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Two women sit on a sofa, one is smiling at a pregnancy test while the other looks disapprovingly at her

Women still face unfair pressure about having children – here’s what to expect if you don’t have kids when you’re young

If you’re a woman in your 20s or 30s, particularly if you’re in a long-term relationship, you’ve probably been asked when you’re going to have children. In the UK and many other countries, there is a clear societal expectation that women will eventually become mothers.

Many people feel pressured to have children by their own parents, who look forward to having grandchildren. Parenthood as the default life trajectory is evident in films and television, and even in public health recommendations.

A draft report from the World Health Organisation in 2021 caused an uproar when it suggested that all women of child-bearing age should avoid alcohol in case of becoming pregnant.

These assumptions and pressures become more intense depending on age and timing. In England and Wales, in 2021, the average age was 30.9 years for women and 33.7 years for men to become parents.

Compare this with the 2017 figures of 28.8 years for women and 33.4 years for men. While age for all parents is increasing, it is now markedly higher for women to become mothers.

Should I have children? The pieces in this series will help you answer this tough question – exploring fertility, climate change, the cost of living and social pressure.

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Women becoming mothers at an older age translates into other social expectations. Mothers are portrayed as selfish for “choosing” older motherhood and supposedly risking the health of the baby due to increasing maternal age.

However, the evidence shows that delaying motherhood isn’t as simple as that. Women become mothers in their mid-30s for a myriad of reasons, including establishing careers, not being in a suitable partnership or not feeling ready.

And, while rates of teenage pregnancy have declined in recent years, there is still a stigma associated with having a baby “too young”. This stigma is exacerbated if the mother is working class.

The gender parenting gap

As we can see from the ONS figures, men are older when they have their first children. Men can continue to father children at a later age than women typically can get pregnant, but they arguably do not face the same social or time pressure as women to have children.

This gender gap continues into parenthood. If you pick up a parenting book, you’ll probably notice that the text is written primarily for mothers. Even when there is a move to a gender equal “parent”, much of the text still refers to mothers instead of fathers as the one predominantly responsible for caregiving. Meanwhile, fathers are seen as more part-time, bumbling assistants or “babysitters”.

Parenting is hard work, time-consuming and expensive, and many countries’ working cultures are not set up to support parents. It is often the mothers who scale down their paid working hours to pick up more of the childcare when the baby arrives.

As I’ve found in my research, media about stay-at-home fathers depicts them as being forced into the role through economic pressure. This is a contrast to what these primary caregiving fathers have told me themselves, which is that they see parenting as an equal partnership.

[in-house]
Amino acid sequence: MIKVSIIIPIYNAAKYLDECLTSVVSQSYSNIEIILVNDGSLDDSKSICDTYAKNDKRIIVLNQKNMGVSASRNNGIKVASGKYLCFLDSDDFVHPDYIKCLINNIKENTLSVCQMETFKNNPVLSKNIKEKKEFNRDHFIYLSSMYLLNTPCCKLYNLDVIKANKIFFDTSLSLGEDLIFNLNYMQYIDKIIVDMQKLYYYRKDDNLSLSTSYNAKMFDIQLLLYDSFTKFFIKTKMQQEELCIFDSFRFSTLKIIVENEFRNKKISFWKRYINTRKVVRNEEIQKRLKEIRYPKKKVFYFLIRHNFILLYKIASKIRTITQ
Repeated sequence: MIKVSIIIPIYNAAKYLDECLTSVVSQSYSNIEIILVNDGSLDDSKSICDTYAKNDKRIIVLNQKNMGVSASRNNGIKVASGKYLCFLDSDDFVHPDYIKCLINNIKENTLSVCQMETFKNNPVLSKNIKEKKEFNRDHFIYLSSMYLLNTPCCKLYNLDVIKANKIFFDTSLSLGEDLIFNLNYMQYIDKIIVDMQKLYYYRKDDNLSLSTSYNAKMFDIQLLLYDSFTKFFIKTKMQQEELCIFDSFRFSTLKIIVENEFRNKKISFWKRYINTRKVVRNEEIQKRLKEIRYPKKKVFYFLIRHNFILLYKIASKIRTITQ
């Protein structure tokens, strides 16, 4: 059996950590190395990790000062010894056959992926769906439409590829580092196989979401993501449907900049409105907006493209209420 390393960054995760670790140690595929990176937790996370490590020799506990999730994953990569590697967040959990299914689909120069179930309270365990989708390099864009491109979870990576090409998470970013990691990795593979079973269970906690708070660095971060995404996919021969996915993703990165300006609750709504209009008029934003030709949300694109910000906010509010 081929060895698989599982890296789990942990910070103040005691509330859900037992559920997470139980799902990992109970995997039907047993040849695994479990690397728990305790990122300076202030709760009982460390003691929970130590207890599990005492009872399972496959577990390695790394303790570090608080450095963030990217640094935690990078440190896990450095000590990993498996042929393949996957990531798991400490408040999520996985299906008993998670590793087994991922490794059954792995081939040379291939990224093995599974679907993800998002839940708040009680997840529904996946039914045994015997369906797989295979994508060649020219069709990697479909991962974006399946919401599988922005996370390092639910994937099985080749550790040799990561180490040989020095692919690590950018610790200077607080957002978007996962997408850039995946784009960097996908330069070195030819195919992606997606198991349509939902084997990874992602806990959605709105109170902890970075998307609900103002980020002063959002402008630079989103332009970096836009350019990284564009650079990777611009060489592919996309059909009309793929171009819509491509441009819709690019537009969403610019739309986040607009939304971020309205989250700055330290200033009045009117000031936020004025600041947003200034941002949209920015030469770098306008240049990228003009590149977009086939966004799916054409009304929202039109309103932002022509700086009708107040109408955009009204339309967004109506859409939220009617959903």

There has been some progress in families towards equal parenting (including in gay and lesbian partnerships). But the idea of mothers as the primary caregivers persists, and means that women in their 20s and 30s still face undue pressure about whether (and when) to try for children.

Choosing to be childfree

Women and men should be able to choose their own path as to whether to become a parent or not. Obviously, ignoring social pressure is easier said that done.

There is some evidence that millennial and generation Z women are more commonly embracing being “childfree by choice”. As the ONS figures show, half of all women do not have a child by age 30.

A young couple smiles and embraces each other while holding a small dachshund dog.
Being childfree by choice is becoming more visible and celebrated. fizkes/Shutterstock

Of course, this comes with its own social implications. As research by Rebecca Harrington notes, women who decide to remain childfree are often stigmatised. They are seen to be going against the socially accepted “nurturing female” and the expectation that girls grow up to become mothers.

The identity shifts that happen when women become mothers can impact friendships, especially between parents and non-parents. Maintaining relationships with others can be difficult while managing the the demands of caring for a young infant. For the friend without children, the arrival of a baby is not without its challenges.

For all its ills, social media is helping change the conversation. The option to be childfree is becoming more visible and even celebrated through campaigns such as We Are Childfree. Seeing online communities of like-minded people with similar life trajectories can show you that becoming a parent isn’t the only option, and reassure you that you are not alone in whatever path you choose.

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